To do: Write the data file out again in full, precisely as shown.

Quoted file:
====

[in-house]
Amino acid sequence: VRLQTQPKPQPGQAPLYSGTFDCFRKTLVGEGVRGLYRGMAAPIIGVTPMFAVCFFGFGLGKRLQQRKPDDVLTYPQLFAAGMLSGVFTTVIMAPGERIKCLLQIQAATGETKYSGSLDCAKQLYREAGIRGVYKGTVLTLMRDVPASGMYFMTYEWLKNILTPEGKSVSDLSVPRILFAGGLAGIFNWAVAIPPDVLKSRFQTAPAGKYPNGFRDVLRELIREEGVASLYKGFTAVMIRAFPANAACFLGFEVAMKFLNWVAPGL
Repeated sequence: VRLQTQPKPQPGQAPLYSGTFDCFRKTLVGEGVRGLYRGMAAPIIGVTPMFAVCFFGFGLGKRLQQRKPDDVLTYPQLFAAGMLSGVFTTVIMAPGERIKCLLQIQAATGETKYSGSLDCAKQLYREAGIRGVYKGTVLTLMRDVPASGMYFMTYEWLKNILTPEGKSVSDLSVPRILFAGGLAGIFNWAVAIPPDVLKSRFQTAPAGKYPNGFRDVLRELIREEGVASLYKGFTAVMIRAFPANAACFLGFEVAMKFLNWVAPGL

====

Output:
[in-house]
Amino acid sequence: VRLQTQPKPQPGQAPLYSGTFDCFRKTLVGEGVRGLYRGMAAPIIGVTPMFAVCFFGFGLGKRLQQRKPDDVLTYPQLFAAGMLSGVFTTVIMAPGERIKCLLQIQAATGETKYSGSLDCAKQLYREAGIRGVYKGTVLTLMRDVPASGMYFMTYEWLKNILTPEGKSVSDLSVPRILFAGGLAGIFNWAVAIPPDVLKSRFQTAPAGKYPNGFRDVLRELIREEGVASLYKGFTAVMIRAFPANAACFLGFEVAMKFLNWVAPGL
Repeated sequence: VRLQTQPKPQPGQAPLYSGTFDCFRKTLVGEGVRGLYRGMAAPIIGVTPMFAVCFFGFGLGKRLQQRKPDDVLTYPQLFAAGMLSGVFTTVIMAPGERIKCLLQIQAATGETKYSGSLDCAKQLYREAGIRGVYKGTVLTLMRDVPASGMYFMTYEWLKNILTPEGKSVSDLSVPRILFAGGLAGIFNWAVAIPPDVLKSRFQTAPAGKYPNGFRDVLRELIREEGVASLYKGFTAVMIRAFPANAACFLGFEVAMKFLNWVAPGL